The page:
The growth of incubator farms comes at a time when America's farmers are aging, with fewer young farmers stepping up to replace those who retire. The USDA's latest farm census, in 2007, offers dramatic evidence at opposite ends of the age spectrum: Only 54,197 American farmers are under the age of 25, compared with almost 290,000 farmers 75 and older. At the same time, farmland—including the land surrounding Charlotte—faces intense development pressure from urban sprawl.
From the weathered wooden barn at the top of the hill, the fields of the Lomax farm look like an old-fashioned quilt, stitched together with red clay paths and green ribbons of clover and rye. At this incubator farm, sponsored by the North Carolina Cooperative Extension and Cabarrus County, beginning farmers are each assigned a quarter-to-half-acre field to manage on their own. They learn organic farming hands-on, guided by timely advice from extension agents David Goforth and Carl Pless.
Cabarrus County Extension director Debbie Bost is passionate about the benefits of local farms and locally grown food. She hopes the incubator will cultivate a new generation of farmers to keep county farmland in production.
"You can't sustain yourself if you can't feed yourself," Bost says. "Local food gives the entire American nation greater strength."
Named to honor the woman who donated the farm's site, the Elma C. Lomax Incubator Farm is part of a broad, community-wide Local Food Systems Initiative that Bost helped launch in 2007. The initiative includes several programs to support farmers, protect farmland, and create a sustainable local food system.
At first, extension agent Goforth quietly worried that no one local would actually want to sign up for the incubator program.
"We thought we might only have a couple of local people the first year, and even discussed building cabins for people coming in from a distance," Goforth says. "Instead, we had nine farmers who wanted to participate, all local. It was up to 16 by 2011."
Lomax has been a journey of transformation for Aaron Newton, one of the original novice farmers. A landscape architect and planner by training, he now serves as the county's local food system program coordinator and the Lomax farm superintendent, tasked with keeping everything working.
"The disappearance of farmers in this county, and the knowledge they have to share, is just as big a problem as the disappearance of farmland," Newton says. "And as resource scarcity bites harder, we're going to need to grow food closer to where we live. For most of us, that will be in and around cities and towns."
In addition to land and farm implements, Lomax provides farmers with a cleaning and packing area with a large walk-in cooler, a greenhouse, and a high tunnel made from locally harvested and milled lumber. Goforth and Pless offer informal mentoring, hold monthly workshops, and coteach a required 8-week beginning farmer class for all incubator participants. Even with this level of support, learning to grow crops isn't easy, but it's the marketing part—making money—that poses the biggest challenge. There's a silver lining to having Charlotte as a neighbor, thanks to the city's growing number of urban consumers eager for healthier food choices.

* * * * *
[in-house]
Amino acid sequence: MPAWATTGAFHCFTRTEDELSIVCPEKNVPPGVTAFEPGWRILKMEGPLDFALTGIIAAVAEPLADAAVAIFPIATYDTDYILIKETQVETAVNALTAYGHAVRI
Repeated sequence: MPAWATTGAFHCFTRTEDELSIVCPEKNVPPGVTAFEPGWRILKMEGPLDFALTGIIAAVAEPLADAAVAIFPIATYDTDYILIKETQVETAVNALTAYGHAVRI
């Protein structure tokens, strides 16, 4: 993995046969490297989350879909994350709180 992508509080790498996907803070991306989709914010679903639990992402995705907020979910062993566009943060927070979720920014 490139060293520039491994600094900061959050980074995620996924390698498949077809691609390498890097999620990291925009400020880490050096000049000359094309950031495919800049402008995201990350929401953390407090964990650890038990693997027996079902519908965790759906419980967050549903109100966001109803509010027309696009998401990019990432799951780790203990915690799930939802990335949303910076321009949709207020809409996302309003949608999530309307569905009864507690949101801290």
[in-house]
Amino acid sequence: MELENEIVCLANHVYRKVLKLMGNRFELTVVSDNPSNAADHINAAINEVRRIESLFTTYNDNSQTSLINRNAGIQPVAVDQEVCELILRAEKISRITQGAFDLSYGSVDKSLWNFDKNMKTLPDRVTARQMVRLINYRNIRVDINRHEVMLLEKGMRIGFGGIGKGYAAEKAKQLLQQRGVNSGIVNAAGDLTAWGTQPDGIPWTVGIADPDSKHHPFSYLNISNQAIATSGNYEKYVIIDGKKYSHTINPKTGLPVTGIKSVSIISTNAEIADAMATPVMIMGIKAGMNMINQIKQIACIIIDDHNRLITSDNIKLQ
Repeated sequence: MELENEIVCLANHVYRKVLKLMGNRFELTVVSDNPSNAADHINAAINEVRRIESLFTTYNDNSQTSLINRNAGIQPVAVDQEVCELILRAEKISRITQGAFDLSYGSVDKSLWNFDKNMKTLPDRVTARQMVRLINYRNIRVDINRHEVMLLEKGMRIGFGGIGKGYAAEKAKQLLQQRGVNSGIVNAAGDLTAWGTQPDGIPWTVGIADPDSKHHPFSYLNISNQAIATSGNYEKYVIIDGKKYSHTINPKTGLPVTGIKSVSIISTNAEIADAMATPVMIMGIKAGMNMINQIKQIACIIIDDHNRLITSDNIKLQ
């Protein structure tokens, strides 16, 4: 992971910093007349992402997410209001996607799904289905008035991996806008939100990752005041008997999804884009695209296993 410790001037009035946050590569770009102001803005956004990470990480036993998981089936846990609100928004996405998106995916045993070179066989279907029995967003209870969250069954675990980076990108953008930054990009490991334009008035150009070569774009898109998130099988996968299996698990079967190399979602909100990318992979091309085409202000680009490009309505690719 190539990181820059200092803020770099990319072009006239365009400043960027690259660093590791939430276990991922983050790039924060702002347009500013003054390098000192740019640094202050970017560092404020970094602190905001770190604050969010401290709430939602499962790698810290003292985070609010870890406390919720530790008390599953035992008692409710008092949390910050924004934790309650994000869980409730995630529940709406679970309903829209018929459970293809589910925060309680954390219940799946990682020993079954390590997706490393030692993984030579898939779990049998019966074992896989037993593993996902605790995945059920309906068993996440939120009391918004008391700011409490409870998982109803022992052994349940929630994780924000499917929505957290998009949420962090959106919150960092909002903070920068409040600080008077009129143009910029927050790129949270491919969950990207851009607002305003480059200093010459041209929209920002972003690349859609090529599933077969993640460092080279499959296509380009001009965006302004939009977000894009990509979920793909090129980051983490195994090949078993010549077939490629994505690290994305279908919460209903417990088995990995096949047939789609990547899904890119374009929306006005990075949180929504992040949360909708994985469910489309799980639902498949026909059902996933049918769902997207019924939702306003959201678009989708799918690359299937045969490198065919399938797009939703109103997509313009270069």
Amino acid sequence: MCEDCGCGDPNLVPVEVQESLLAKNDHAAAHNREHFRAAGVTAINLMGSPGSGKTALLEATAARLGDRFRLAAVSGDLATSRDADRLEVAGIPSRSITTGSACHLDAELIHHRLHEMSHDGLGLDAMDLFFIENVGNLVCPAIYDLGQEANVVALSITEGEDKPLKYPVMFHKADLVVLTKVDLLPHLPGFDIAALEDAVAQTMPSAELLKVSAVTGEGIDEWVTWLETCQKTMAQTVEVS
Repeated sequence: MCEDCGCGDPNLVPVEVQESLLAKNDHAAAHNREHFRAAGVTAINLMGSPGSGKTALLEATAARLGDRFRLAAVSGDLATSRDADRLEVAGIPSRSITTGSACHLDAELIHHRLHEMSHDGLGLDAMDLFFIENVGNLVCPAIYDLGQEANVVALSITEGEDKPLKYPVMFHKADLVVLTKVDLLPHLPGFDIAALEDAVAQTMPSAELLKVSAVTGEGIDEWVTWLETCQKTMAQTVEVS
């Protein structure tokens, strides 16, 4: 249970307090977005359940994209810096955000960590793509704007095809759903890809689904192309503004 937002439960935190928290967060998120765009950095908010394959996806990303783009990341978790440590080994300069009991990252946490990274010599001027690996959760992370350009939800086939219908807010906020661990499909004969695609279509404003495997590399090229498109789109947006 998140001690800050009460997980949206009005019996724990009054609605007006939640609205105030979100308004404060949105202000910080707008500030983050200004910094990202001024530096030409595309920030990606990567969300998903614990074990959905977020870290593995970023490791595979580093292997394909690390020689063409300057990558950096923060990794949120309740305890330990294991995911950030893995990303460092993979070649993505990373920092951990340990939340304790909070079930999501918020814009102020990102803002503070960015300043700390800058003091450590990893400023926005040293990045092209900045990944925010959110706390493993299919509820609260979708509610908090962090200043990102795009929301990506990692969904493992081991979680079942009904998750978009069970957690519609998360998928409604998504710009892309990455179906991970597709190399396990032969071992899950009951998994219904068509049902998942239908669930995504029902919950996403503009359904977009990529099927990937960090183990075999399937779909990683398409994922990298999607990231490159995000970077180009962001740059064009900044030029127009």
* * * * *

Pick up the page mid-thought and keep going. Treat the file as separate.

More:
Lomax farmers come in all shapes, ages, and backgrounds. Among the dozen beginning farmers in the class of 2012 are Joe Rowland, a tattooed 30-something who is lead singer for a rock band; Thomas Gentry, a professor of architecture at nearby University of North Carolina at Charlotte; Doug Crawford, a tall, laconic Virginia native who enrolled at the farm after 38 years working for Phillip Morris; and Stacey Hicks, a mother who stumbled across Lomax when she brought her home-schooled kids to the farm for a workshop on making mushroom logs. At times, Lomax feels a lot like an old-fashioned village, or even a family, with its complex mix of relaxed friendship spiked with occasional fractiousness.
Jane Henderson, one of the first participants at Lomax, has now moved on to running her own operation, Commonwealth Farms, just down the road. She praises the incubator's results.
"Not only is more healthy food available locally thanks to the farm, but some farmers are now selling transplants and teaching neighbors and customers how to grow for themselves," Henderson says. "To me, that kind of empowerment is one of Lomax's greatest benefits."
About Incubator Farms
Incubator farms train novice farmers while giving them access to land and equipment. Some are nonprofits, others government-sponsored. A few are set up to assist refugees resettled in the United States, including former subsistence farmers from Africa, Asia, and Latin America.
Two pioneering organic programs stand out as models: Intervale Center Farms Program, launched in 1990 in Burlington, Vermont; and Agriculture and Land-Based Training Association, or ALBA, founded in 2001 near Salinas, California. The USDA's Beginning Farmer and Rancher Development Program has helped fund more than 65 incubator projects since 2008.
Intervale, ALBA, and many other incubators provide educational and volunteer opportunities for organic gardeners. Some gardeners are taking the step of enrolling in incubator programs; incubator farms report unanticipated interest from home gardeners.